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Pittsburgh’s Fern Hollow Bridge collapse the result of oversight and maintenance failures, NTSB finds

The Fern Hollow Bridge in Pittsburgh collapsed on the morning of Jan. 28, 2022. The National Transportation Safety Board’s investigation found the city of Pittsburgh failed to heed inspection reports indicating the bridge needed maintenance. (Credit: NTSB)

Kim Lyons, Pennsylvania Capital-Star
February 21, 2024

The Fern Hollow Bridge in Pittsburgh was badly corroded and should have been closed long before it collapsed in 2022, federal officials said Wednesday.

But the city of Pittsburgh failed to act on several years’ worth of state inspectors’ recommendations for repairs and maintenance, leading to progressive deterioration and ultimately, the structural failure of the 447-foot-long bridge, according to the National Transportation Safety Board.

“The Fern Hollow bridge catastrophe must serve as a wake-up call that we cannot take our infrastructure for granted,” NTSB Chair Jennifer Homendy said Wednesday during a hearing by the NTSB board to discuss the cause of the collapse. “Only through diligent attention to inspection, maintenance, and repair can we ensure the roads, bridges, and tunnels we all traverse every day are safe for the traveling public. Lives depend on it.”

In addition, the bridge’s load rating was too high, and should have been reduced, the NTSB found.

The 50-plus-year-old bridge in the city’s Squirrel Hill neighborhood collapsed shortly before 7 a.m. on Jan. 28, 2022, while five vehicles, including a Pittsburgh Regional Transit bus, were traveling on it. Nine people were in the vehicles, and several were seriously injured. The morning of the collapse it was snowing and schools were on a two-hour delay, factors that Homendy said Wednesday likely prevented further casualties from the incident. The bridge reopened in December, 2022.

During Wednesday’s hearing, Homendy apologized to the people who were on the bridge when it fell.

“On behalf of the NTSB, we are so sorry you experienced such a terrifying event,” she said. “The Fern Hollow Bridge collapse should never have happened.”

The NTSB board unanimously approved a report on the collapse Wednesday, following a two-year investigation into the cause.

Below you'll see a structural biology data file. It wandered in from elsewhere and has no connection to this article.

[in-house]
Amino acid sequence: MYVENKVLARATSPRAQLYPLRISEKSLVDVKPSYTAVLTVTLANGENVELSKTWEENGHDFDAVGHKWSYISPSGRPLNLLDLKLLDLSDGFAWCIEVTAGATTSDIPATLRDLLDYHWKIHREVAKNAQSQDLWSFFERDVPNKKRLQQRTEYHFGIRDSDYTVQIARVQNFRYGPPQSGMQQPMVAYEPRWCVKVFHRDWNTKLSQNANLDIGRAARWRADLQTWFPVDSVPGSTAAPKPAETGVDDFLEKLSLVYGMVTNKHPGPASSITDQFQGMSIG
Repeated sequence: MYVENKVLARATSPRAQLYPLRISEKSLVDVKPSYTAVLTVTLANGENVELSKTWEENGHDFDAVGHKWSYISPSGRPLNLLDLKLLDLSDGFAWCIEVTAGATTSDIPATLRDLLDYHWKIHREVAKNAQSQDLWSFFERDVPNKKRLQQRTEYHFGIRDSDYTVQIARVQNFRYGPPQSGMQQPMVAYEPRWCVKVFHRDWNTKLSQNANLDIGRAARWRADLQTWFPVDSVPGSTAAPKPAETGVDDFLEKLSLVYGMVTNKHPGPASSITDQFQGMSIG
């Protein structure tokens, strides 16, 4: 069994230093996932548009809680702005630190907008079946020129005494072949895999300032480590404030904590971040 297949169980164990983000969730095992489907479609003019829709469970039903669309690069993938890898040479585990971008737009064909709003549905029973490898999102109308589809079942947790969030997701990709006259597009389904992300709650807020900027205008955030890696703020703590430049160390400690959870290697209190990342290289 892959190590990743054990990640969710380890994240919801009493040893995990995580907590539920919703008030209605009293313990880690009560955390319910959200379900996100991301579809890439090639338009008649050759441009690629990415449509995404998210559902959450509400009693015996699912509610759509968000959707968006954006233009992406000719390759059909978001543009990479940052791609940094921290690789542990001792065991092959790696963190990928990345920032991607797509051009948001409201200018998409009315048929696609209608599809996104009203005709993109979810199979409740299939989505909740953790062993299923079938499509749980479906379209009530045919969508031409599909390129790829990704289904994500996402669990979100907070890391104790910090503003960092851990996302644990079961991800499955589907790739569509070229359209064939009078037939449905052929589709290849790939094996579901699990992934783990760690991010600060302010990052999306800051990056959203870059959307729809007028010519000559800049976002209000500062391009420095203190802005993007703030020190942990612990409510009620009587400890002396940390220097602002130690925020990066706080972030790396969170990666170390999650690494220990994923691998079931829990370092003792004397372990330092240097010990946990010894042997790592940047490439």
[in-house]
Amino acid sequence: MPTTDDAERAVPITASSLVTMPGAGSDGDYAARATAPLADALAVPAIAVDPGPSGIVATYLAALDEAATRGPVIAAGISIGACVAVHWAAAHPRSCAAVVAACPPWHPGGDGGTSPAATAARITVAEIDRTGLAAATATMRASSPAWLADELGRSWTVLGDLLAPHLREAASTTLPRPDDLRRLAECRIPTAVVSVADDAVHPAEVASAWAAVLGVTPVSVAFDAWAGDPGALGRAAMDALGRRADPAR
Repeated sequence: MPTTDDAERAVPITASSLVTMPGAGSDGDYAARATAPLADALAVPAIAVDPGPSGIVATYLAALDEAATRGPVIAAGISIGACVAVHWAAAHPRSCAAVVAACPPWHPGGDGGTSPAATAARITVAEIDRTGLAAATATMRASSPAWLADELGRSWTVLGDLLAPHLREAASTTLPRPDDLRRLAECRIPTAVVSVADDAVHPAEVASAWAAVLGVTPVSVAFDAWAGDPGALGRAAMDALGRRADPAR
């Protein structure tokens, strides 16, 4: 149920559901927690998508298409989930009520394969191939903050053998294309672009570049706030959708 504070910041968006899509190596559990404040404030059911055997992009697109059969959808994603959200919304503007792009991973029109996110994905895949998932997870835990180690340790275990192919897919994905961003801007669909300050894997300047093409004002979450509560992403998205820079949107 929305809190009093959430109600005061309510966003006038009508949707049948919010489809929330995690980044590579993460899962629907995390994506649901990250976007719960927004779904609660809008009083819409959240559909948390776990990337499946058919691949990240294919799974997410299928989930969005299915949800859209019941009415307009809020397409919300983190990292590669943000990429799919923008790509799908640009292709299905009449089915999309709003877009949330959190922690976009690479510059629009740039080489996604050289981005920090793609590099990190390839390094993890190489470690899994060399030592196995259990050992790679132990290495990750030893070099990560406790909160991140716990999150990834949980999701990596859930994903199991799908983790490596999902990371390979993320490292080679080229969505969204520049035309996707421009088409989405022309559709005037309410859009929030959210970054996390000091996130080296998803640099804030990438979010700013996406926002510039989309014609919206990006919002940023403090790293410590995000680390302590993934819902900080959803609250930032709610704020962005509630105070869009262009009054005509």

Steve Prouty, a structural engineer and investigator-in-charge with the NTSB, said that during its review, the NTSB found numerous, documented inspection findings year after year that were not acted upon by city of Pittsburgh officials.

Clogged storm drains that were not routinely cleaned created the conditions that led to the corrosion of the bridge’s legs, and eventually one of the legs failed, which caused the collapse, according to the report.

“Responsibility for safety of this bridge is on the city of Pittsburgh, solely on the city of Pittsburgh,” Homendy said on a call with reporters after the hearing. PennDOT and the Federal Highway Administration had a responsibility for oversight, she added, but the city owns the bridge.

Asked why the city failed to act on the inspection reports, NTSB senior accident investigator Dennis Collins said during the call with reporters that the quality of record-keeping was “low,” and high staff turnover “really prevented us from getting an answer to that question.”

The NTSB also said its investigators determined PennDOT contractors, working on behalf of the city, made errors in their inspections, including failing to calculate the load rating accurately, and failing to identify what it called “fracture-critical areas” on the bridge’s legs.

The NTSB board voted to approve several recommendations to the FHWA, PennDOT, the City of Pittsburgh, and the American Association of State Highway and Transportation Officials to prevent future collapses, and address the safety issues identified in the investigation.

The NTSB does not have enforcement authority, but Homendy said FHWA and PennDOT can mandate certain actions be taken. “We have a very high success rate of implementation of our safety recommendations,” Homendy said, adding the NTSB has a team that follows up on recommendations to ensure action is being taken.

Pittsburgh Mayor Ed Gainey had taken office just a few weeks before the bridge collapse. His office did not immediately comment on the report on Wednesday.

“We used up all of our luck when no lives were lost in that catastrophic collapse,” state Rep. Dan Frankel (D-Allegheny), whose district includes the Fern Hollow Bridge, said in a statement Wednesday. “We have to learn every single thing we can from it, and use government cooperation, regulation and funding to make sure that we never again need luck to keep our residents safe as they travel our roads and bridges.”

Pennsylvania Capital-Star is part of States Newsroom, a network of news bureaus supported by grants and a coalition of donors as a 501c(3) public charity. Pennsylvania Capital-Star maintains editorial independence. Contact Editor Kim Lyons for questions: info@penncapital-star.com. Follow Pennsylvania Capital-Star on Facebook and Twitter.

This article is republished from Pennsylvania Capital-Star under a Creative Commons license. Read the original article.